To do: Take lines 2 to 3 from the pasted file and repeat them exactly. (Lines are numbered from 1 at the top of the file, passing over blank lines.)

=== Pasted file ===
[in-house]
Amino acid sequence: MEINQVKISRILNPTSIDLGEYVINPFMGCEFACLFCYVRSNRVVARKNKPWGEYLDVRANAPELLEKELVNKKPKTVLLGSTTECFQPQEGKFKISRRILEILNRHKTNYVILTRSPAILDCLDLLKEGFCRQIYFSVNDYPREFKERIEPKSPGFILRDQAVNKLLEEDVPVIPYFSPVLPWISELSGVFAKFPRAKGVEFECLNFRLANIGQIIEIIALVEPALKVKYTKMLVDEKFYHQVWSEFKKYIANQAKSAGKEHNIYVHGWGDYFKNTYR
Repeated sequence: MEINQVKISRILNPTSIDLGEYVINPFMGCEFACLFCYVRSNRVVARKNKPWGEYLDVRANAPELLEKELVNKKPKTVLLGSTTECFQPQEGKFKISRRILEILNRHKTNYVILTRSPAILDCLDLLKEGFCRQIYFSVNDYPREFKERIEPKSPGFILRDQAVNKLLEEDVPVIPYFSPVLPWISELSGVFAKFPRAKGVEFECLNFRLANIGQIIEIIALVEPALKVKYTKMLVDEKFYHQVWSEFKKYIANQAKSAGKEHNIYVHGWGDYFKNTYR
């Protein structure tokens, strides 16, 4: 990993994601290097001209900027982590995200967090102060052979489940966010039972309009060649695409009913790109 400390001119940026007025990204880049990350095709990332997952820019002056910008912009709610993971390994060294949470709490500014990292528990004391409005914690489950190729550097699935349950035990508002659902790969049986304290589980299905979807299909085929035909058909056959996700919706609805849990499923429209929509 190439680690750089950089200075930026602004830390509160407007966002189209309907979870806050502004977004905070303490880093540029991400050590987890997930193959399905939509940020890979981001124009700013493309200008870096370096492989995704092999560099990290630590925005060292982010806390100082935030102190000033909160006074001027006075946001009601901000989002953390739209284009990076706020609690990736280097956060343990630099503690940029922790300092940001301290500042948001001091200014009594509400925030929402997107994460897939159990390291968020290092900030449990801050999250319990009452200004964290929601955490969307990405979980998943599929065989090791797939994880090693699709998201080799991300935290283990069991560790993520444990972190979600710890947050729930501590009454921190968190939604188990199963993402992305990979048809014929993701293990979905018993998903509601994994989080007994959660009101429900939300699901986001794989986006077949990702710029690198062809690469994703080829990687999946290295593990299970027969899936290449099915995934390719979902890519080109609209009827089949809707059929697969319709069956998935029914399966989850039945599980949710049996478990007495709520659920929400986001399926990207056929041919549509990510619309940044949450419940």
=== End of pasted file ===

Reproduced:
Amino acid sequence: MEINQVKISRILNPTSIDLGEYVINPFMGCEFACLFCYVRSNRVVARKNKPWGEYLDVRANAPELLEKELVNKKPKTVLLGSTTECFQPQEGKFKISRRILEILNRHKTNYVILTRSPAILDCLDLLKEGFCRQIYFSVNDYPREFKERIEPKSPGFILRDQAVNKLLEEDVPVIPYFSPVLPWISELSGVFAKFPRAKGVEFECLNFRLANIGQIIEIIALVEPALKVKYTKMLVDEKFYHQVWSEFKKYIANQAKSAGKEHNIYVHGWGDYFKNTYR
Repeated sequence: MEINQVKISRILNPTSIDLGEYVINPFMGCEFACLFCYVRSNRVVARKNKPWGEYLDVRANAPELLEKELVNKKPKTVLLGSTTECFQPQEGKFKISRRILEILNRHKTNYVILTRSPAILDCLDLLKEGFCRQIYFSVNDYPREFKERIEPKSPGFILRDQAVNKLLEEDVPVIPYFSPVLPWISELSGVFAKFPRAKGVEFECLNFRLANIGQIIEIIALVEPALKVKYTKMLVDEKFYHQVWSEFKKYIANQAKSAGKEHNIYVHGWGDYFKNTYR